The messages went on to make violent threats in broken English.

“Do you support the war on Syria? If you are you, as well as the following Syria’s population of 23 million people. This means 23 million mobile bomb. Imagine what we could do [sic].”
Despite the activists’ claims otherwise, researchers have found links between the hackers and Assad.

“Recent months have seen a rise in frequency and sophistication of these attacks,” said a Harvard spokesperson. “We are analyzing this event and will use the findings to improve our security practices for an environment that is seeing escalating threats.”

With files From Boston.com, BBC News and Harvard Crimson
— Samantha Preddie

Eoin Colfer

Meeting a childhood idol is a daunting prospect, even more so when the hero in question is an author whose work is far better recognized than the person behind it.

There’s the definite possibility of shattered illusions, of learning that the genius on whose word you hung is really just a tedious — or worse, conceited — person. Fortunately, Eoin Colfer is neither.

Growing up, I loved how the Artemis Fowl series was, as Colfer describes it, “subversive in a small way, not in a big way, but in a little way.” The fantasy story of a boy genius discovering and attempting to outsmart a secret species of people was an alternative to the straight-laced good vs. evil plots of Harry Potter.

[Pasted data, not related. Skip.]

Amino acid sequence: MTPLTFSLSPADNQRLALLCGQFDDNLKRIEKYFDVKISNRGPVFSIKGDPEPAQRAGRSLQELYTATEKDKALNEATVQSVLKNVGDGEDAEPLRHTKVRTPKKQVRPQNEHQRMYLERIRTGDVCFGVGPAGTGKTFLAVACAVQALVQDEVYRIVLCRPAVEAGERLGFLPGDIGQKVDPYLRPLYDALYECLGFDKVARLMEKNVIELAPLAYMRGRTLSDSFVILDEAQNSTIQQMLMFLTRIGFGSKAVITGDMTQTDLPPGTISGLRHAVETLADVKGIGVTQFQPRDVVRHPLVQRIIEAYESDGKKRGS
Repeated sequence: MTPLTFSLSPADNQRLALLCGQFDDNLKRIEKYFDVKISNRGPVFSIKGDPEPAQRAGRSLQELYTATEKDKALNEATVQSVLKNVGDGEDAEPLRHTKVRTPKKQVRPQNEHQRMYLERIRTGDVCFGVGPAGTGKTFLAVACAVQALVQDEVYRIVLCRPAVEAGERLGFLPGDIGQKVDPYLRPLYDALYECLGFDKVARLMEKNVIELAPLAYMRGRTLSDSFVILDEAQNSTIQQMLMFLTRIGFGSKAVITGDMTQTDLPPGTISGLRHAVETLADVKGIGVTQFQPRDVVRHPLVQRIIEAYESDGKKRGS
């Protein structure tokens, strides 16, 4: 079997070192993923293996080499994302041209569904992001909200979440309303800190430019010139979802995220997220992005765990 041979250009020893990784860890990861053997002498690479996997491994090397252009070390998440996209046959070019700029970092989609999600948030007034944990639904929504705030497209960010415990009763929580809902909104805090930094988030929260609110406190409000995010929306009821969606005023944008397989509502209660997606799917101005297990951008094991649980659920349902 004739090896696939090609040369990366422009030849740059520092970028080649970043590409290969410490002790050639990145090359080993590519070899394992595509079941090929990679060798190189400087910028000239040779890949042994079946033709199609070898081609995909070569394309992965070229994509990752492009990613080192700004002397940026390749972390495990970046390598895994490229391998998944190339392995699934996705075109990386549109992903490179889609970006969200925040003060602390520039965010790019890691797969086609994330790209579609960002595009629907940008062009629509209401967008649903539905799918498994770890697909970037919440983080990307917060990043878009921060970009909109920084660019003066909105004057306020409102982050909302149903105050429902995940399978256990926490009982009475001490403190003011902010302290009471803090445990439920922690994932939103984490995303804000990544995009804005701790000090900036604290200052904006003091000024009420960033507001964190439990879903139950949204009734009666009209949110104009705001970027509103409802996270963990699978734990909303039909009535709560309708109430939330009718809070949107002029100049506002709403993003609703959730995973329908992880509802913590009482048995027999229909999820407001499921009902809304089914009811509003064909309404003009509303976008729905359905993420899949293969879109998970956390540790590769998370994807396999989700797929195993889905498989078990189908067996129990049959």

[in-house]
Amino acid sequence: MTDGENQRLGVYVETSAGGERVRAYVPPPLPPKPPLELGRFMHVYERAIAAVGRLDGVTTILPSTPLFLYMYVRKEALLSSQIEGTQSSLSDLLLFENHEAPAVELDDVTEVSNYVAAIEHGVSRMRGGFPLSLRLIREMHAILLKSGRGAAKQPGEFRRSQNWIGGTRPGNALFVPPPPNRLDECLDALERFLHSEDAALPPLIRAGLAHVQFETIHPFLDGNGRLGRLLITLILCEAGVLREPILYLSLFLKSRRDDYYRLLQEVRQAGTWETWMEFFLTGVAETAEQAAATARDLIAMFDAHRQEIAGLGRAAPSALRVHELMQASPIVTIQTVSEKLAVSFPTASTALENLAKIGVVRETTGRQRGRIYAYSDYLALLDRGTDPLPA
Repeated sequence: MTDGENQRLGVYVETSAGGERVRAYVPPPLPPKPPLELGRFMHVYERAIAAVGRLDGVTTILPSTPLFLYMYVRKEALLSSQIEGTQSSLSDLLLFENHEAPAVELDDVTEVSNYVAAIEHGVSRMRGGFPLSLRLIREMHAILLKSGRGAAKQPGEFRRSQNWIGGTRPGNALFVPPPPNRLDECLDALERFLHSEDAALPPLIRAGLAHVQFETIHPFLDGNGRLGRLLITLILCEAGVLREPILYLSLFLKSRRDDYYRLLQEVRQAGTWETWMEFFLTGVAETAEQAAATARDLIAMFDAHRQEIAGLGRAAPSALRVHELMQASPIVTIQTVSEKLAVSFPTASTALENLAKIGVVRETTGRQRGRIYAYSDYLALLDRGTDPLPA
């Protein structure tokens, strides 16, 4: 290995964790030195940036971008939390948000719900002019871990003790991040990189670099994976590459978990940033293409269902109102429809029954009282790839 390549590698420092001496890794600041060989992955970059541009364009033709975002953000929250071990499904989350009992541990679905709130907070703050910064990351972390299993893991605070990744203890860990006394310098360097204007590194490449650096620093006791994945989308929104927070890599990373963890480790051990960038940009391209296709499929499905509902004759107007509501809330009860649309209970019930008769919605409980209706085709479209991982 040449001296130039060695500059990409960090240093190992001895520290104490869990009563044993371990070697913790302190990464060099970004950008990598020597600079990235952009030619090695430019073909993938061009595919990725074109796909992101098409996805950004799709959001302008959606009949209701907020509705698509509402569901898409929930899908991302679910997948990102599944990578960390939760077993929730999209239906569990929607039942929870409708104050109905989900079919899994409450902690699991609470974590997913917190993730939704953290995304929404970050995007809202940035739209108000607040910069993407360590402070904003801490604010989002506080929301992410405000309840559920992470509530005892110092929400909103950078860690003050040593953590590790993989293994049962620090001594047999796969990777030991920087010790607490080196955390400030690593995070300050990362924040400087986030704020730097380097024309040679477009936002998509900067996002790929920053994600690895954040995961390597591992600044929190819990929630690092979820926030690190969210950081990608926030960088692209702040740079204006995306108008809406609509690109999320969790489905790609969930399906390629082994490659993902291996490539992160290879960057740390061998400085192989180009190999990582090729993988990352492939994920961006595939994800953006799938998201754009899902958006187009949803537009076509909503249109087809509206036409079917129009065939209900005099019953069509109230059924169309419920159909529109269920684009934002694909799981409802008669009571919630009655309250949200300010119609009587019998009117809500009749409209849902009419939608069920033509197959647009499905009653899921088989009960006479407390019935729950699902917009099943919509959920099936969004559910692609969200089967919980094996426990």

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When the opportunity arose to interview Colfer, I was thrilled. The ostensible reason was the launch of Plugged, the author’s first “book for grown-ups,” which recounts the story of Daniel McEvoy, a former soldier, who loses his love interest, his best friend, and (briefly) his clothes in a series of increasingly extraordinary circumstances.

Early readers of Artemis Fowl, like myself, are now adults. With Plugged’s tagline reading ‘If you loved Artemis Fowl … it’s time to grow up,’ it appears that Colfer was quite conscious of this shift in generations.

“It was my tagline … for two reasons. One, I didn’t want children to read it, so I wanted to be very clear it was a book for grown-ups. But two, I thought, well, maybe if you read my [first] book when you were 12, you’re 22 now and maybe you’d like something else of mine to read.”